It is difficult to find a person who has not heard the song “Happy Birthday” at least once in his life. The fact that it is traditionally sung to celebrate birthdays makes it the most recognized song. But do we know that singing the song in public was forbidden before 2015? Warner Chappell Music, an American music publishing company, owned the song’s copyright until that year; had it been performed in a public event before that, it would have resulted in the company’s violation of law, followed by a lawsuit. It’s one of the main reasons restaurants tweaked the song and created their own version.
Like copyright, many other rights are protected by intellectual property (IP) law. Intellectual property law is the branch of law that provides protection against the creation of intellectual property, such as inventions, designs, artistic works, literature and recipes, by prohibiting their unauthorized use. But just as there is no rose without a thorn, intellectual property law has also become a cornerstone allowing capitalist industries to thrive at the expense of the working classes. Under intellectual property law, capitalists have the right to be the sole manufacturers, producers, distributors, or purchasers of goods they have produced or licensed to them. As a result, these corporations often raise the prices of basic necessities, such as medicines and agricultural products, turning them into a luxury that only a handful of people can afford.
Many cases illustrate the system defying its own intentions, the most common being the music industry, where the distributor takes a large portion of the music revenue. Artists typically only owe 12% of the total income generated from music sales in the United States. The rest goes into the pocket of the intermediaries, that is to say the music companies. The Warner Music Group, which owns the rights to “Happy birthday to you,” received $2 million in royalties in 2008 for a song written nearly 100 years ago by people who had died decades ago.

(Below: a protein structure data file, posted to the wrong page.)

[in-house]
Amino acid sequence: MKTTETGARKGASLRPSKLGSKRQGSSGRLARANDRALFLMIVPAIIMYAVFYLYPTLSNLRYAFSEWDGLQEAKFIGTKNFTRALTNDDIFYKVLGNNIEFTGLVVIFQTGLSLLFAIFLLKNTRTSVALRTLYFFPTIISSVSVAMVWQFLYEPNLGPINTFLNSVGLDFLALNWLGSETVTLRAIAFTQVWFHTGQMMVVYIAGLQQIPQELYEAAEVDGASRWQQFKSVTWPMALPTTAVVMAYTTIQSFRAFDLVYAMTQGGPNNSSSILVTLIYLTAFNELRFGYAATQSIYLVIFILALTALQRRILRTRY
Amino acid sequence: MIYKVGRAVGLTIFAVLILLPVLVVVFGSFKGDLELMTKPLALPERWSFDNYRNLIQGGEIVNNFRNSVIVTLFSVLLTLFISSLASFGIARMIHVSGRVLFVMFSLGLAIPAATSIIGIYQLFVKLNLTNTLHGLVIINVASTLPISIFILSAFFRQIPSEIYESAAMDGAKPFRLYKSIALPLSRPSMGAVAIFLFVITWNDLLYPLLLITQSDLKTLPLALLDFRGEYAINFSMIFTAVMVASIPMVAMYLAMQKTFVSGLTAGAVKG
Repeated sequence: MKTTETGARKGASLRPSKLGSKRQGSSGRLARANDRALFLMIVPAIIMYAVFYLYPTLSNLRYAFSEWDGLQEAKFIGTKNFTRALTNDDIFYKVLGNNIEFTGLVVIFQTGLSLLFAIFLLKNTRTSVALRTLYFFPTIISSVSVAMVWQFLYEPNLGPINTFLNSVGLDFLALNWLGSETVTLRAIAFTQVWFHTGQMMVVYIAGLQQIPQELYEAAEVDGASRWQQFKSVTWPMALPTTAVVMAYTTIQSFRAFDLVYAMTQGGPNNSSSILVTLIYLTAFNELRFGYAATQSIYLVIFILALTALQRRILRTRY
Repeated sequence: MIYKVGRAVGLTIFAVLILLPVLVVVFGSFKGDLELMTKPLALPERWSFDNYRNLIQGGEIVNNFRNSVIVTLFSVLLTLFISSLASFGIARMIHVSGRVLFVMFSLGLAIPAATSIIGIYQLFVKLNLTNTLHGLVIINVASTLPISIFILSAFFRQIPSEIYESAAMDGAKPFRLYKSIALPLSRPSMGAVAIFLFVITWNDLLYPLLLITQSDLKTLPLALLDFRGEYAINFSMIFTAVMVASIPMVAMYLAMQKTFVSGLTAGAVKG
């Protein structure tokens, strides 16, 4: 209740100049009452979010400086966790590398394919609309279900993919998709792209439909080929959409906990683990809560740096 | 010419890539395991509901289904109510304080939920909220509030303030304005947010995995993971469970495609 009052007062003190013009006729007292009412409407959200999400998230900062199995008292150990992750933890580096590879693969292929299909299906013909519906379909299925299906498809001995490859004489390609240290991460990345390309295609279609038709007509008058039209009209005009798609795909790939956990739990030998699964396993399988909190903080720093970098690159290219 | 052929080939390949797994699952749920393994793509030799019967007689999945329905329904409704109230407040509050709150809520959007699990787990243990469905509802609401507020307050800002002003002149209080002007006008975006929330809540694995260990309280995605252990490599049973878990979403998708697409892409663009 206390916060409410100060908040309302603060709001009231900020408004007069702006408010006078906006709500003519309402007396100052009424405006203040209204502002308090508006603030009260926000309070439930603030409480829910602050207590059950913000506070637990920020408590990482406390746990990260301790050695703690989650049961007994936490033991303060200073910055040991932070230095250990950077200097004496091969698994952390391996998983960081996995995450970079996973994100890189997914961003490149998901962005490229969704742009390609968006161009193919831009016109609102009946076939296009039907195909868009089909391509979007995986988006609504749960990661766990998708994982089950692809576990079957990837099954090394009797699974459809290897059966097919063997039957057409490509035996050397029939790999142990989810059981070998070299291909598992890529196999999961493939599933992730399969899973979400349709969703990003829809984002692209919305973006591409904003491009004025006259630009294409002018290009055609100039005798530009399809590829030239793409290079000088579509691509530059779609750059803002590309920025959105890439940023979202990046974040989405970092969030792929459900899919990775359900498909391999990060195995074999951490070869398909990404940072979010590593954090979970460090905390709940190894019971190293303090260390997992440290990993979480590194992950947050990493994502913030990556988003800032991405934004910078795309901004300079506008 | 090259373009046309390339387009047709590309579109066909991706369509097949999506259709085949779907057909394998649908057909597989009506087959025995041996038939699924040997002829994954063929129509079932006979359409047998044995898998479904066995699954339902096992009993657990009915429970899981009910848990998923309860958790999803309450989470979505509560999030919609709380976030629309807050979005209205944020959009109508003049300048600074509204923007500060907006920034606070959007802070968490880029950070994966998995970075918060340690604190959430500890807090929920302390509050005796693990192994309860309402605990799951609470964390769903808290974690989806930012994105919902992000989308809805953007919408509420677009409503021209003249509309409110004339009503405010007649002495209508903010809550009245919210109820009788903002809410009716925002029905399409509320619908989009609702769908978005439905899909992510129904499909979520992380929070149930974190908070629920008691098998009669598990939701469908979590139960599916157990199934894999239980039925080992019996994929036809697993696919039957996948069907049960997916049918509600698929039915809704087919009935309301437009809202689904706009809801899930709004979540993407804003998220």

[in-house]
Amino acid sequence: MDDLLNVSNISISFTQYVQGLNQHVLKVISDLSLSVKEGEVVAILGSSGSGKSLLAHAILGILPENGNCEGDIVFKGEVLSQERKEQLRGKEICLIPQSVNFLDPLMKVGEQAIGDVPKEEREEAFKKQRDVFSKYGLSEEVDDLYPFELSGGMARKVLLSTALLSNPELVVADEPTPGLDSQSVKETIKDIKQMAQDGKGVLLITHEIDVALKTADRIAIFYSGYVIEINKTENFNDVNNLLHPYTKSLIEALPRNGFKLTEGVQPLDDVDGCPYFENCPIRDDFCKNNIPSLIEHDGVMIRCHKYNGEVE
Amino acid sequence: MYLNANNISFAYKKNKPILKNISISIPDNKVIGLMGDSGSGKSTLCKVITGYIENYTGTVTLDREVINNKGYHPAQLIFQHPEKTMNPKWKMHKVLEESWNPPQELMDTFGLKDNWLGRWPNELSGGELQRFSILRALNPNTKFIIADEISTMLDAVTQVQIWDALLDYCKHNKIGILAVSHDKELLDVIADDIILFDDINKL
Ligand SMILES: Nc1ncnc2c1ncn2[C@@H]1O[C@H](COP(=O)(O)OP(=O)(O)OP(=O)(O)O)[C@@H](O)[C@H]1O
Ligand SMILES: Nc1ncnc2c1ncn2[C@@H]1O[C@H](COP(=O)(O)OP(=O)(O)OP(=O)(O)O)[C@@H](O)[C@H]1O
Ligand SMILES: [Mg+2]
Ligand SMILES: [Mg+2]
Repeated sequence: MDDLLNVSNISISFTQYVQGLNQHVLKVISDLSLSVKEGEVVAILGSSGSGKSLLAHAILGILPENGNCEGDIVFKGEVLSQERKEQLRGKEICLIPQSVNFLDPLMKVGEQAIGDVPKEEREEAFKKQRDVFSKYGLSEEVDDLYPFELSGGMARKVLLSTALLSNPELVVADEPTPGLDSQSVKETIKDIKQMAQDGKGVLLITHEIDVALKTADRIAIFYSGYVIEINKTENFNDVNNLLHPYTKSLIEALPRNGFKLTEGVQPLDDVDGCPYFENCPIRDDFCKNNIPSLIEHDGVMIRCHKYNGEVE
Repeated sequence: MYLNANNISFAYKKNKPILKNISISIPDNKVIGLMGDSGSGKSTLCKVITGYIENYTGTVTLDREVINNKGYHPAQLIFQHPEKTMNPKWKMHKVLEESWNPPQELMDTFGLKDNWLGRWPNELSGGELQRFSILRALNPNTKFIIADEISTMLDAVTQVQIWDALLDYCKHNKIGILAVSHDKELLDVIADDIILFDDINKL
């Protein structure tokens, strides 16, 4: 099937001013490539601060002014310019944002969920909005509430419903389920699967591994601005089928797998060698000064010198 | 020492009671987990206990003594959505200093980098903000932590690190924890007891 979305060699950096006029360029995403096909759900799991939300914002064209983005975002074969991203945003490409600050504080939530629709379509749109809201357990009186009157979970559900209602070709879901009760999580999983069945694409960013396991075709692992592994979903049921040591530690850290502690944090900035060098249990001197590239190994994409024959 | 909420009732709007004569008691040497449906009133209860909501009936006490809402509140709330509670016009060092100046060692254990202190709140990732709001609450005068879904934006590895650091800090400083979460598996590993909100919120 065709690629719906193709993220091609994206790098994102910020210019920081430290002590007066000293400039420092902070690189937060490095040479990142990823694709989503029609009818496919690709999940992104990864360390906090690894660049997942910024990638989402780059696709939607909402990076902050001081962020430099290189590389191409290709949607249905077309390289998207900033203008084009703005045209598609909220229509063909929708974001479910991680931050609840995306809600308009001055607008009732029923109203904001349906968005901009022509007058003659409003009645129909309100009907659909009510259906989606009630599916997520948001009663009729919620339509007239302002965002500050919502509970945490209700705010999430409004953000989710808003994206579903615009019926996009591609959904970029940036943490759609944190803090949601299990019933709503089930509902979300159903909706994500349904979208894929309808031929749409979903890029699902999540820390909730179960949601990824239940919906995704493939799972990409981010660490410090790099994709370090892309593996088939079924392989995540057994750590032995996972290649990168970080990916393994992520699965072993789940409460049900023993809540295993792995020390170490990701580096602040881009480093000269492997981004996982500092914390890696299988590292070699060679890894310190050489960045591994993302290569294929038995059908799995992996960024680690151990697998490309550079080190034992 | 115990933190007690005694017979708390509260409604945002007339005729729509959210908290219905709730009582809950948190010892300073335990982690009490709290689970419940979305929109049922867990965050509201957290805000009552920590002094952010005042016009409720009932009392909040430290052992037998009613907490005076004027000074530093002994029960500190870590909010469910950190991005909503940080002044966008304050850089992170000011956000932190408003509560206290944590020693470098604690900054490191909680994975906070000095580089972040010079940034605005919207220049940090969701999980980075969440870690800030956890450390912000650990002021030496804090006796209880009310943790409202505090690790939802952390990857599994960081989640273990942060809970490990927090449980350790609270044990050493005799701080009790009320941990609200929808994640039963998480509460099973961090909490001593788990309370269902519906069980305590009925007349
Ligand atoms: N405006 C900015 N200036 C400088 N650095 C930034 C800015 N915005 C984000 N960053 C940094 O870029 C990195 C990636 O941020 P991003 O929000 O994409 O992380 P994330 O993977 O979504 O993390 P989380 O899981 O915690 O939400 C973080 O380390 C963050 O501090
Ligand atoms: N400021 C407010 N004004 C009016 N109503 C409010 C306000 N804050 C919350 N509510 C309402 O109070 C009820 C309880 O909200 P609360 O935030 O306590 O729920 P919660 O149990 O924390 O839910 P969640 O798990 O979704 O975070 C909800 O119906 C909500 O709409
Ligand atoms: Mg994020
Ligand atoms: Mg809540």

Pharmaceutical companies also benefit from the protection of intellectual property law. They used this privilege to create a monopoly by patenting the product and becoming its sole manufacturer. As if that weren’t enough, they charge a hefty amount on meds, keeping the basics out of the reach of tough guys. It’s understandable that they charge a huge amount on the drugs to recoup the research and development costs that went into creating these drugs. But pricing drugs in such a disproportionate way doesn’t sit well with the rationale. The global pharmaceutical market is worth 1228.45 billion dollars in 2020 and is growing at the rate of 1.8% per year, thanks to patents on these products. Johnson & Johnson (J&J) alone had revenue of $93.78 billion in 2021.